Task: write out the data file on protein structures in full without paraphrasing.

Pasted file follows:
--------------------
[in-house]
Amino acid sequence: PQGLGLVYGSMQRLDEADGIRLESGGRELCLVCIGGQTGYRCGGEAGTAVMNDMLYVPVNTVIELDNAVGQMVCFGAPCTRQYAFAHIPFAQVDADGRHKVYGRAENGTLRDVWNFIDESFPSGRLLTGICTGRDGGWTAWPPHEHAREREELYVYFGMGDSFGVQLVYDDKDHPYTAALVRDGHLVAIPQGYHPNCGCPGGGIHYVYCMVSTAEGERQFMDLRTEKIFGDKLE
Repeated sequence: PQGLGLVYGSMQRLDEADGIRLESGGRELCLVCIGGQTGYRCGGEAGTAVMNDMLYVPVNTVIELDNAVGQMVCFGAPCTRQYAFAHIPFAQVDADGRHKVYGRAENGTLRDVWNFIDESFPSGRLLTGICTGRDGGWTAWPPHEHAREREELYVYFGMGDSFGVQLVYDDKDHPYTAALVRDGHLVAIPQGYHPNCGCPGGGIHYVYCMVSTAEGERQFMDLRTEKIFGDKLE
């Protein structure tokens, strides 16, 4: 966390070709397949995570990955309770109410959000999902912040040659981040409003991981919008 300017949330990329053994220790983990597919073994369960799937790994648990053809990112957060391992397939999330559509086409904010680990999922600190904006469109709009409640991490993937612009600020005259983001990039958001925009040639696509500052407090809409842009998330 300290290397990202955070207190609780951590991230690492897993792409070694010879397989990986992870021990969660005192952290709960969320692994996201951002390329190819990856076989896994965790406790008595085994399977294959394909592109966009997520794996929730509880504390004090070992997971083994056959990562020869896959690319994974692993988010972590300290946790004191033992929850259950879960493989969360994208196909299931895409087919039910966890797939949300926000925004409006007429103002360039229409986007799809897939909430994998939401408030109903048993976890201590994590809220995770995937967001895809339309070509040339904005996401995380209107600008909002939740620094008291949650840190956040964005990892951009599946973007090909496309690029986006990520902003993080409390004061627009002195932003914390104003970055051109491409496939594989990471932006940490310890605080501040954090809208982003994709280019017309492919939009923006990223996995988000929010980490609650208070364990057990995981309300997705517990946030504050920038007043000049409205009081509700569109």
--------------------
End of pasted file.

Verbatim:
[in-house]
Amino acid sequence: PQGLGLVYGSMQRLDEADGIRLESGGRELCLVCIGGQTGYRCGGEAGTAVMNDMLYVPVNTVIELDNAVGQMVCFGAPCTRQYAFAHIPFAQVDADGRHKVYGRAENGTLRDVWNFIDESFPSGRLLTGICTGRDGGWTAWPPHEHAREREELYVYFGMGDSFGVQLVYDDKDHPYTAALVRDGHLVAIPQGYHPNCGCPGGGIHYVYCMVSTAEGERQFMDLRTEKIFGDKLE
Repeated sequence: PQGLGLVYGSMQRLDEADGIRLESGGRELCLVCIGGQTGYRCGGEAGTAVMNDMLYVPVNTVIELDNAVGQMVCFGAPCTRQYAFAHIPFAQVDADGRHKVYGRAENGTLRDVWNFIDESFPSGRLLTGICTGRDGGWTAWPPHEHAREREELYVYFGMGDSFGVQLVYDDKDHPYTAALVRDGHLVAIPQGYHPNCGCPGGGIHYVYCMVSTAEGERQFMDLRTEKIFGDKLE
């Protein structure tokens, strides 16, 4: 966390070709397949995570990955309770109410959000999902912040040659981040409003991981919008 300017949330990329053994220790983990597919073994369960799937790994648990053809990112957060391992397939999330559509086409904010680990999922600190904006469109709009409640991490993937612009600020005259983001990039958001925009040639696509500052407090809409842009998330 300290290397990202955070207190609780951590991230690492897993792409070694010879397989990986992870021990969660005192952290709960969320692994996201951002390329190819990856076989896994965790406790008595085994399977294959394909592109966009997520794996929730509880504390004090070992997971083994056959990562020869896959690319994974692993988010972590300290946790004191033992929850259950879960493989969360994208196909299931895409087919039910966890797939949300926000925004409006007429103002360039229409986007799809897939909430994998939401408030109903048993976890201590994590809220995770995937967001895809339309070509040339904005996401995380209107600008909002939740620094008291949650840190956040964005990892951009599946973007090909496309690029986006990520902003993080409390004061627009002195932003914390104003970055051109491409496939594989990471932006940490310890605080501040954090809208982003994709280019017309492919939009923006990223996995988000929010980490609650208070364990057990995981309300997705517990946030504050920038007043000049409205009081509700569109």